Arizona Representative Michelle Udall introduced a bill on January 22, 2018 that would expand the list of persons or entities to whom genetic testing information may be released without a subject’s express consent, and would amend existing exceptions to the current informed consent requirements. Under the proposed legislation, the list of persons or entities to whom genetic information could be released without an individual’s express consent would be expanded to include recipients such as the health insurance carrier of the person tested and any entity responsible for the payment of a health care provider’s charges, provided the entity uses the genetic information only for payment purposes. Additionally, the proposed legislation would amend existing exceptions to the informed consent requirements to allow the release of genetic testing information without informed consent to any agent or employee of a health care provider who is providing care to the person tested, and to a third party providing services to a health care provider or clinical laboratory, as long as the third party enters into an agreement to protect the confidentiality of the genetic testing in accordance with the Health Insurance Portability and Accountability Act of 1996 (HIPAA). If the proposed bill is enacted, businesses that conduct genetic testing on specimens derived from Arizona may need to update their informed consent procedures and privacy policies to reflect the expanded list of individuals to whom genetic information may be released without express consent. These businesses may also need to enter into agreements with third parties to whom they release genetic information, in order to ensure the information is protected in accordance with the law. As of May 17, 2018 the bill is pending further action in the Arizona House of Representatives.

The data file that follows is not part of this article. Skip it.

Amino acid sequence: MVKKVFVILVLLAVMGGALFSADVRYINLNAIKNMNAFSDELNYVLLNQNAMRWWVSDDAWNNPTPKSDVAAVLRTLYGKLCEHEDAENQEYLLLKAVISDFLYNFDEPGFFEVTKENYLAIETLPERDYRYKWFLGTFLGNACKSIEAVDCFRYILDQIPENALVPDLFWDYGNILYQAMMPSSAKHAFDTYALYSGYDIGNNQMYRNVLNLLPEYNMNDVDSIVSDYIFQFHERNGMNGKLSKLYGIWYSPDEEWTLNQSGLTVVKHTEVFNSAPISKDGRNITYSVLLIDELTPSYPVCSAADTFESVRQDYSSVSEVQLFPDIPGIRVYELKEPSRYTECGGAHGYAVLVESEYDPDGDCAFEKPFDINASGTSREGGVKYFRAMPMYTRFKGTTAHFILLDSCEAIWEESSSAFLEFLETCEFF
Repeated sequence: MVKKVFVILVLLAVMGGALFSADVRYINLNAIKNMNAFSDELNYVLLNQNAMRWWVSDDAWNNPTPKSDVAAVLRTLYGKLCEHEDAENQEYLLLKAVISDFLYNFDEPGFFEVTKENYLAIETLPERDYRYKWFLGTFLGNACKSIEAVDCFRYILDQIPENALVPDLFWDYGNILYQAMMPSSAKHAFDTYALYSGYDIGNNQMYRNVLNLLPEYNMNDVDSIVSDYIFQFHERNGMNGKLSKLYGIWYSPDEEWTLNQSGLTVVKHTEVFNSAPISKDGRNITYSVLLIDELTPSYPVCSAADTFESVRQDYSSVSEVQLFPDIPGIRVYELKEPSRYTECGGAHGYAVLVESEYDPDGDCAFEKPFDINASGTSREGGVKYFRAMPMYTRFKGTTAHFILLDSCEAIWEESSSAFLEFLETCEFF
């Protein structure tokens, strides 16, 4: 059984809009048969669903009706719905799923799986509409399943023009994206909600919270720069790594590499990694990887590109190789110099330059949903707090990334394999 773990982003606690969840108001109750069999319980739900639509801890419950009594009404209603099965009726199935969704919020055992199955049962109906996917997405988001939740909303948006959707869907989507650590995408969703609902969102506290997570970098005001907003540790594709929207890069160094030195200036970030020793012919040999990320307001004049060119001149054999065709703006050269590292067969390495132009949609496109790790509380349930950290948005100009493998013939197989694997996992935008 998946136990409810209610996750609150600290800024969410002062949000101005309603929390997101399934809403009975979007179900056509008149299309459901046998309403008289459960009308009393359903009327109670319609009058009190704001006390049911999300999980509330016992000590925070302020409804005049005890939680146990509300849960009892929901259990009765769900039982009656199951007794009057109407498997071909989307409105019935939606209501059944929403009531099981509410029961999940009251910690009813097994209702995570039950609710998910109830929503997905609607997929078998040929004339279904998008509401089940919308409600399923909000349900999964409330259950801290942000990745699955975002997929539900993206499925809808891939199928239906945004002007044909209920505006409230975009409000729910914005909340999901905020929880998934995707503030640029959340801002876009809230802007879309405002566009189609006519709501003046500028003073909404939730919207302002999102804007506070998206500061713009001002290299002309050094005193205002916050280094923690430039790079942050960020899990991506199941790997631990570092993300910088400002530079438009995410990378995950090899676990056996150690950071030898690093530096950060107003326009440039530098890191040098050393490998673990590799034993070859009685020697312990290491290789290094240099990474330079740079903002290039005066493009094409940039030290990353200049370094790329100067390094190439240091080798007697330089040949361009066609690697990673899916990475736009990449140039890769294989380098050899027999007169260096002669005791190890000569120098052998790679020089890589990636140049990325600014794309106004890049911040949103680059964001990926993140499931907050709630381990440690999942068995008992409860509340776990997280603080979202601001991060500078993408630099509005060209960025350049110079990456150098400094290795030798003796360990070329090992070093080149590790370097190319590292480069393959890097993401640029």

Finally, the New Hampshire House of Representatives passed a bill on March 21, 2018, that, if enacted, would grant individuals a property interest in their physical DNA samples and would place significant limitations on how an individual’s genetic information and physical DNA samples could be used by third parties who collect such material under informed consent. While New Hampshire law currently requires written informed consent for the performance of genetic testing, the proposed legislation would add a new section to the state’s genetic testing law that explicitly provides for an individual’s reasonable expectation of privacy in his or her genetic information as well as a property interest in his or her physical DNA samples. Additionally, the proposed law would limit the use of genetic information or physical DNA samples to only a specific purpose set out in the informed consent form, and would require that any genetic information or physical DNA samples be destroyed and permanently deleted once the specific purpose is accomplished. Our understanding is that the bill’s sponsor intends to permit the use and retention of DNA samples or genetic information for future research provided individuals receive an explicit and accurate description of how and for what purposes their information will be used, retained, or disclosed, and affirmatively opt-in to such use, retention, or disclosure. If the proposed bill is enacted, businesses that collect genetic information and/or DNA samples from individuals in New Hampshire will have to tailor their informed consent forms to clearly address the specific purposes for which such information will be used and, moreover, will have to be prepared both to limit their use of such genetic information or DNA to those purposes and to permanently delete the sample and destroy the related information upon completion of the stated purpose. Affected businesses will also have to ensure they are using affirmative, opt-in consent if requesting the use, retention, or disclosure of genetic information and/or DNA samples for research purposes. As of May 17, 2018 the bill has been taken under advisement by the New Hampshire Senate Judiciary Committee.

For more information on how these legislative developments may impact your business, contact Healthcare Department Chair Linda Malek at (212) 554-7814.